Conversely conceptual art’s modernist legacy of self-criticism guaranteed, at least for a time, immediate radical reformulation of both art and industry as they were revealed as being one and the same in the art work of Warhol, Haacke and Buren.
Of course conceptual art was different, certainly not an industry outreach initiative. Rather it ‘mimed the operating logic of later capitalism and its positivist instrumentality in an effort to place its auto-critical investigations at the service of liquidating even the last remnants of traditional aesthetic experience.’ In other words, instead of attempting to spread artistic sensibility on one hand and make art out of industrial sensibility on the other, it posed one against the other internally. Perhaps this then put interaction with otherindustries, when they occurred, on clearer terms: ‘know thyself’ the philosopher said.
And there were, in fact, similar groups to the APG at this time in the United States, and to which conceptual artists contributed. This was most notably the Experiments in Art and Technology program which ran from 1967, while another example was Robert Smithson’s work as artist-consultant to the architectural and construction firm Tippets-Abbett-McCarthy-Stratton (TAMS). In these collaborations companies offered their materials, technological expertise and facilities to the artists to experiment with. (Incidentally one of the results of Mel Bochner’s work under the E.A.T, his Transparent and Opaque (1968), is on show at the Whitechapel Gallery now.) While the situation in the states seems quite transparent, there is awkwardness about the mutuality of the relations and contributions between the APG and industry. It is striking how, though the initiatives were practically similar, in the UK the APG saw themselves as doing industry a favour and not the other way around. At the same time, as the negotiations were considered part of the practice of the APG, and this implies a discursive ownership on the part of the artist-administrator, one might go as far as to say that the APG attempted to lure industry into the fantasy world of artistic play, rather than involve itself in the ‘real world’ of industry and business. APG artists can be seen to at once attempt to embody what was seen as industry’s rationalism and coldness and at the same time foster rather romantic relations, through art work, with their new co-workers.
There is something almost uniquely British about the APG, its bossy middle-class didacticism, the fantastical naiveté in its have your cake and eat it approach to big business and its dour seriousness and wastage of well-meaning energies: but perhaps we have had to go through New Labour for this sense to have emerged.
In the political economies which emerged as state and market forces consolidated themselves into a singular late industrial machine, the archival and administrative instinct that I am drawing attention to on the part of the APG had, in the developed industrial countries of the Global north, a rationale that exposes the exact nature of political economies themselves. This is that in capitalist society, the rights of the capitalist to proceed with the subjection of the worker to the strictures of proletarianism, are enshrined in law which the state upholds. When a major corporation documents all its business in memos, minutes and receipts, it does so because it has reason to believe the law will be on its side should claim be brought against it. In doing so it writes its own history, it makes its existence a matter of scientific determination. The law watches over business, it is its self-anointed guardian angel. This is despite the recent court cases brought against the police regarding Hillsborough and the dealings between Sky and the Conservative Party: these are exceptions that prove the rule (of law).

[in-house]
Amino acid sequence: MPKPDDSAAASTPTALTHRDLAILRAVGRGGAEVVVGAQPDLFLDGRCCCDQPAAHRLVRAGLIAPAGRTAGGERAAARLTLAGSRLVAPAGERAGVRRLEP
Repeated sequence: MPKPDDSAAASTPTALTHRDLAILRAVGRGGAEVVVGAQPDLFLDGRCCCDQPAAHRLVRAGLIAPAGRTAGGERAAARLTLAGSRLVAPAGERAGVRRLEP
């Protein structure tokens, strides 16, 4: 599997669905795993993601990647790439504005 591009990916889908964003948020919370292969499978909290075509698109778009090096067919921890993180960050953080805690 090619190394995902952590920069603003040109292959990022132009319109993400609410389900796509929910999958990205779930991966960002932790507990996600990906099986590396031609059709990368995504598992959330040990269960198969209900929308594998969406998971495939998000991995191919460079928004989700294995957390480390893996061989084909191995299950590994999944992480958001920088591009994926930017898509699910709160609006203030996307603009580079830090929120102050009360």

Therefore, in assuming the role of administrator – the shameless indiscretion of the clerk – is to assume the same authority and enfranchisement as the capitalist; to welcome in the angelic presence of the law is self-capitalisation: it doesn’t mean you can cash it in though.
Dr Thomas Morgan Evans
Dr Thomas Morgan Evans is the LUX writer in residence for September 2012. He completed his PhD under the supervision of Professor Briony Fer at the University College London where he is now a Henry Moore Institute Post-Doctoral Research Fellow, working on a book project on Andy Warhol and contemporary sculpture. Besides this he has previously been writer in residence at the LUX/ICA Biennial of Moving Images 2012 and is pursuing a number of writing projects ranging from fiction to art history and theory and philosophy. He is a keen cyclist and lives in London.
The Individual and the Organisation: Artist Placement Group 1966-79 continues at Raven Row, London to 16 December 2012